If you have a servo motor moving your axis, and say you are cutting either metal or hard wood -- and for whatever reason the spindle (or router) stops -- what tells the servo controller to stop moving the axis?
I realize that servo drives have current limiters, so is that what you depend on? I'm thinking that if there is a tool failure, I don't want my servo drive to be trying to move the halted cutter through material. If something like this were to happen, there must be a lot of EMF that has to go somewhere.
So, what is the safety net that you should employ to keep the magic blue smoke from coming out of either your control box, or your servo? Good old fuse on the power supply enough to do the trick, or something more sophisticated?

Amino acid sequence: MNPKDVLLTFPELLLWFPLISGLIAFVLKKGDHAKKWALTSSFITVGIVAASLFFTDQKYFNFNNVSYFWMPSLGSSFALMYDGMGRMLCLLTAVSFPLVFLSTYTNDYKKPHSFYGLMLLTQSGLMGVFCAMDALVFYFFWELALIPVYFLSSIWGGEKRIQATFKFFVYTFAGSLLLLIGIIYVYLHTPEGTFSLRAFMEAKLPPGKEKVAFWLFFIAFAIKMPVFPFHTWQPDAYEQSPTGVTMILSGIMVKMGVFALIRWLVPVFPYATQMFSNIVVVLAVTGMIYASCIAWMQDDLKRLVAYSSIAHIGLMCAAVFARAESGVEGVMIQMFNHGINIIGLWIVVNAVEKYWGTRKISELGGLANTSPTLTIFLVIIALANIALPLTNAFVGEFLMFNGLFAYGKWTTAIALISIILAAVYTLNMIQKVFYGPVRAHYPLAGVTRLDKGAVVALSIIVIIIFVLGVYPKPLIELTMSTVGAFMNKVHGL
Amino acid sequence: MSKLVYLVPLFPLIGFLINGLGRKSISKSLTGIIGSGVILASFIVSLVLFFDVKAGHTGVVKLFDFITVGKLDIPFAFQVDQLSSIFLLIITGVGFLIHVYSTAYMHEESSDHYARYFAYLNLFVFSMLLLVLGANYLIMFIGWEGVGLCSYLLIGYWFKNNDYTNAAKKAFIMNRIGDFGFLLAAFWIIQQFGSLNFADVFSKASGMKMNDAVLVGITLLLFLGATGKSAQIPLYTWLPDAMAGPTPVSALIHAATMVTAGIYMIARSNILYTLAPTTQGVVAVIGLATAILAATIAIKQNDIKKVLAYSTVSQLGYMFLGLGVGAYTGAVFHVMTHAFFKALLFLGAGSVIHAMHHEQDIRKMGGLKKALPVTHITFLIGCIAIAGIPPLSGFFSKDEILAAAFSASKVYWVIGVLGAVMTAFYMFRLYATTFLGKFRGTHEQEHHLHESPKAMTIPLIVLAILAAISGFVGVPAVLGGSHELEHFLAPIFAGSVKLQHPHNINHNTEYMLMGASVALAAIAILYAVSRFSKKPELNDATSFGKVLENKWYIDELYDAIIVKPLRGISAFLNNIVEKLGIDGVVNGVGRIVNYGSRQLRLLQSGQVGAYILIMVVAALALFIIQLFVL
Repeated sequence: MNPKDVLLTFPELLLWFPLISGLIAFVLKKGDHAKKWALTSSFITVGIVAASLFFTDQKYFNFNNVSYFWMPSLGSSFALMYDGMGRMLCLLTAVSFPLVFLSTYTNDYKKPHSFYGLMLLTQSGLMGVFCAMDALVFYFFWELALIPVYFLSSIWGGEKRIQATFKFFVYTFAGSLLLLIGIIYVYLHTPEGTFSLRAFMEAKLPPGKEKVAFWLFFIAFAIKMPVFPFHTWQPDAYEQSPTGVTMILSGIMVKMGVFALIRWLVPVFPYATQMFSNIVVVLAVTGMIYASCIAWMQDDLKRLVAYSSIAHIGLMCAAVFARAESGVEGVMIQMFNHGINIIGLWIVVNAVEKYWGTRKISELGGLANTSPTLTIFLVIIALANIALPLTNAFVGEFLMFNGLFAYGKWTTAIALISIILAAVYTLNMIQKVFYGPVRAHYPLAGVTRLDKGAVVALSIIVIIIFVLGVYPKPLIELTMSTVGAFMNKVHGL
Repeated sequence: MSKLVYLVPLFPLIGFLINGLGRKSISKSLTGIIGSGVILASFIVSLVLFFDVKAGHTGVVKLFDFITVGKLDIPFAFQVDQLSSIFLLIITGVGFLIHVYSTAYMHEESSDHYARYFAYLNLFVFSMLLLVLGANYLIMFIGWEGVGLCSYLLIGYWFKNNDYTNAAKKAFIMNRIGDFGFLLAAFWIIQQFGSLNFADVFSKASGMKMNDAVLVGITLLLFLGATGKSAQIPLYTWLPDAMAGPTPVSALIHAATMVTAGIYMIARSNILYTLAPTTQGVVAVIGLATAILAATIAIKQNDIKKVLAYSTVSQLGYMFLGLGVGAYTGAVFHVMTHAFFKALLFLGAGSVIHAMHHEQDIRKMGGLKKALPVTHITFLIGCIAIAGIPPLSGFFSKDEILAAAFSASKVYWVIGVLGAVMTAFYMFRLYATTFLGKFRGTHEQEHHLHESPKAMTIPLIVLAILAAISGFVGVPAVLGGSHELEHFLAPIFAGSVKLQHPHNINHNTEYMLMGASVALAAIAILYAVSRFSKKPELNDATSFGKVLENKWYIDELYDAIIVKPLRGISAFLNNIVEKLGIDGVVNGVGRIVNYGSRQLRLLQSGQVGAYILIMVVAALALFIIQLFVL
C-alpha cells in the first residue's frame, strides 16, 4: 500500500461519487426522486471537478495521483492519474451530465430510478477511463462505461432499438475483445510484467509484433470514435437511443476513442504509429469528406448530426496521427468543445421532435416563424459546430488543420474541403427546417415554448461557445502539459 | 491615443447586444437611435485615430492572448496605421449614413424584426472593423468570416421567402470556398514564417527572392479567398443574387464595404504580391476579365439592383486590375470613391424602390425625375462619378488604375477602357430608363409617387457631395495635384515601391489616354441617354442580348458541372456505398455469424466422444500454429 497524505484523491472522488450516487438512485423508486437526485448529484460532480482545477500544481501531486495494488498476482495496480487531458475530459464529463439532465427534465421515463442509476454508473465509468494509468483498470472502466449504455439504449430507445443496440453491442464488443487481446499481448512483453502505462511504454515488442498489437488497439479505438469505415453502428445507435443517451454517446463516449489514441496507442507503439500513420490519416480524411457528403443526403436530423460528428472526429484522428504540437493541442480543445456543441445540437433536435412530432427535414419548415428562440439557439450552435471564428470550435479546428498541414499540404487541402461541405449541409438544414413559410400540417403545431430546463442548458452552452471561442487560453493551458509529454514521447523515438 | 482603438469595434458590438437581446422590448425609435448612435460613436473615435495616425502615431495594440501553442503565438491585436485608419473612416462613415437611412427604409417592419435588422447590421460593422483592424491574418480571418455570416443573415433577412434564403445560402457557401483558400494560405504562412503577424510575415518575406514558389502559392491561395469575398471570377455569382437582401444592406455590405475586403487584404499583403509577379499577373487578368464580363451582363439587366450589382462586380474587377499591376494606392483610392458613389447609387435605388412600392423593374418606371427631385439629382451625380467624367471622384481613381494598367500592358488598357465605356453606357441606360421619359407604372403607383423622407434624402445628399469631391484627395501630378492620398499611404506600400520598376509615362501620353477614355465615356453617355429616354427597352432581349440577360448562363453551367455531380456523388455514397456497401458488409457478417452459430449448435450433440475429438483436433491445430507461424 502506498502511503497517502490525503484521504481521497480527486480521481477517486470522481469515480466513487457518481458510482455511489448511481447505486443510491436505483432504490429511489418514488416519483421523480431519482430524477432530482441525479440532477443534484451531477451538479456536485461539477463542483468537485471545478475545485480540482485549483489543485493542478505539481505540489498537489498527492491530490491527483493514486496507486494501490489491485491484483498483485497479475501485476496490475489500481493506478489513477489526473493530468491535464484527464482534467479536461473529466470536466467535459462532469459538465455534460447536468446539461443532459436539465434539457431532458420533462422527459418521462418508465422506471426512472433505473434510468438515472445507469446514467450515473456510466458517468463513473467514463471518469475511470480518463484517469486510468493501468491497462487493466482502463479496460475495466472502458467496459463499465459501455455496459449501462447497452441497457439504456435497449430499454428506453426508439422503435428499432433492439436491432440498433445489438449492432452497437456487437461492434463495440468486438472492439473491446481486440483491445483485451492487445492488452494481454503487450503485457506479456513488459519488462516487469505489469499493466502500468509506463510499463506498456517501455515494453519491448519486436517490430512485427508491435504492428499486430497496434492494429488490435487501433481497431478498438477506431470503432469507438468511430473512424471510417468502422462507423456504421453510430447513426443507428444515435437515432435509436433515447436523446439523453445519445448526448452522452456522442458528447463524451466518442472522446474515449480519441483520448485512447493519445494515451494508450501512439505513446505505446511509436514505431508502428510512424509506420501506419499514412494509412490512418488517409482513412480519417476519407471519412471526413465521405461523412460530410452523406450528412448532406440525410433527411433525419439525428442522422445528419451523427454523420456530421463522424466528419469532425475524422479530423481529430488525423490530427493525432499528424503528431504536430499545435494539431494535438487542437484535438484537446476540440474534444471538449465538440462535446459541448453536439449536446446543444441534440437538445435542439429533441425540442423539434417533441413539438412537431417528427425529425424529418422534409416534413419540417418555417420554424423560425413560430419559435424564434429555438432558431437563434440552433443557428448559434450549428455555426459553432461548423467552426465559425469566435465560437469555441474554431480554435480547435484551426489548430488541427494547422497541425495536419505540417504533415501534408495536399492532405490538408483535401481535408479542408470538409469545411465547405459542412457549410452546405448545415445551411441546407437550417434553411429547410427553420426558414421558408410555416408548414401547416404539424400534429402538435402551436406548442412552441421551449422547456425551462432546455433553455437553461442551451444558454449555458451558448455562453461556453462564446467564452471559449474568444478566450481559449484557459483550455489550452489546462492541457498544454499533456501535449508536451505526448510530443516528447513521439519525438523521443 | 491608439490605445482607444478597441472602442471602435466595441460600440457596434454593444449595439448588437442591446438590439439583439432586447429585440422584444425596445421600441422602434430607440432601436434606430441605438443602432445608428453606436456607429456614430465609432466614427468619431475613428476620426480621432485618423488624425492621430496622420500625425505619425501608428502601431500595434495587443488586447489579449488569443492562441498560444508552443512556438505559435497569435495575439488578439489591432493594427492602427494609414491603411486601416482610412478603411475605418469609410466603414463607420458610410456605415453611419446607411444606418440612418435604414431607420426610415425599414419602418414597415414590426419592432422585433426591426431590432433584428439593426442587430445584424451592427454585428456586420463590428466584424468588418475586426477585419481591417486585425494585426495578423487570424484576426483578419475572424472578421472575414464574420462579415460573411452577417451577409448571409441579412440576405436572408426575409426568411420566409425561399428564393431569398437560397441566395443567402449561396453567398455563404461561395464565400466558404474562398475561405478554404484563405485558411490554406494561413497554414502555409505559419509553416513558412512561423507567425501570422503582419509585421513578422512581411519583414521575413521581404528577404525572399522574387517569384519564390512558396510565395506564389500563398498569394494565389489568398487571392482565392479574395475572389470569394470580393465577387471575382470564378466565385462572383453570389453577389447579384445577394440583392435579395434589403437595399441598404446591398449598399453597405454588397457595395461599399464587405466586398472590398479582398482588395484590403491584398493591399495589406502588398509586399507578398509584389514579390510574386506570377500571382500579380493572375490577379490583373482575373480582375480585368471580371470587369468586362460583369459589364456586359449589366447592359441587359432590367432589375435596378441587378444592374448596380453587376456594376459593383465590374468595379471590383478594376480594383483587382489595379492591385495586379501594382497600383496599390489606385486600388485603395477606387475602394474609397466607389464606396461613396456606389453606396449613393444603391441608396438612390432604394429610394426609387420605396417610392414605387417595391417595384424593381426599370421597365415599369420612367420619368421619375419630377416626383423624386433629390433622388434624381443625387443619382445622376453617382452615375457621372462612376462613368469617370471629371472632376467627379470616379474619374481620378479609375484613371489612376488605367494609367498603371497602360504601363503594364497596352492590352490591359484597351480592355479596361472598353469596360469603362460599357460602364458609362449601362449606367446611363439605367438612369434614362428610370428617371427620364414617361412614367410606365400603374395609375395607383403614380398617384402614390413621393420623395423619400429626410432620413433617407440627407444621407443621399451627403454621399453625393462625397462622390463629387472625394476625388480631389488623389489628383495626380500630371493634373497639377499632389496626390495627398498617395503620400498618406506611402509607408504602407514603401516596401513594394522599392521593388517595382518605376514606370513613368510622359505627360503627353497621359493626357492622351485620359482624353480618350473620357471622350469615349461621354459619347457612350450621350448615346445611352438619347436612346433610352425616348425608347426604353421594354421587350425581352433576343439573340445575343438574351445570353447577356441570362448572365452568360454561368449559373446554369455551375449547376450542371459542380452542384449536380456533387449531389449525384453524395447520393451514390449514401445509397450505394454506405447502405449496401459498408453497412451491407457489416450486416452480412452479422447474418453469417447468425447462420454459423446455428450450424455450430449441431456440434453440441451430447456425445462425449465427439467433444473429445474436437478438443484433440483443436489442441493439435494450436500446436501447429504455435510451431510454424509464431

That all depends on the nature of your control and what type of spindle control you have.
Often with spindles that have drives for control, there are outputs like at-speed or spindle fault which the control reads and immediately does a feed hold or e-stop, depending on the designer.
With no spindle controller you would have to rely on current limiting in the drives.
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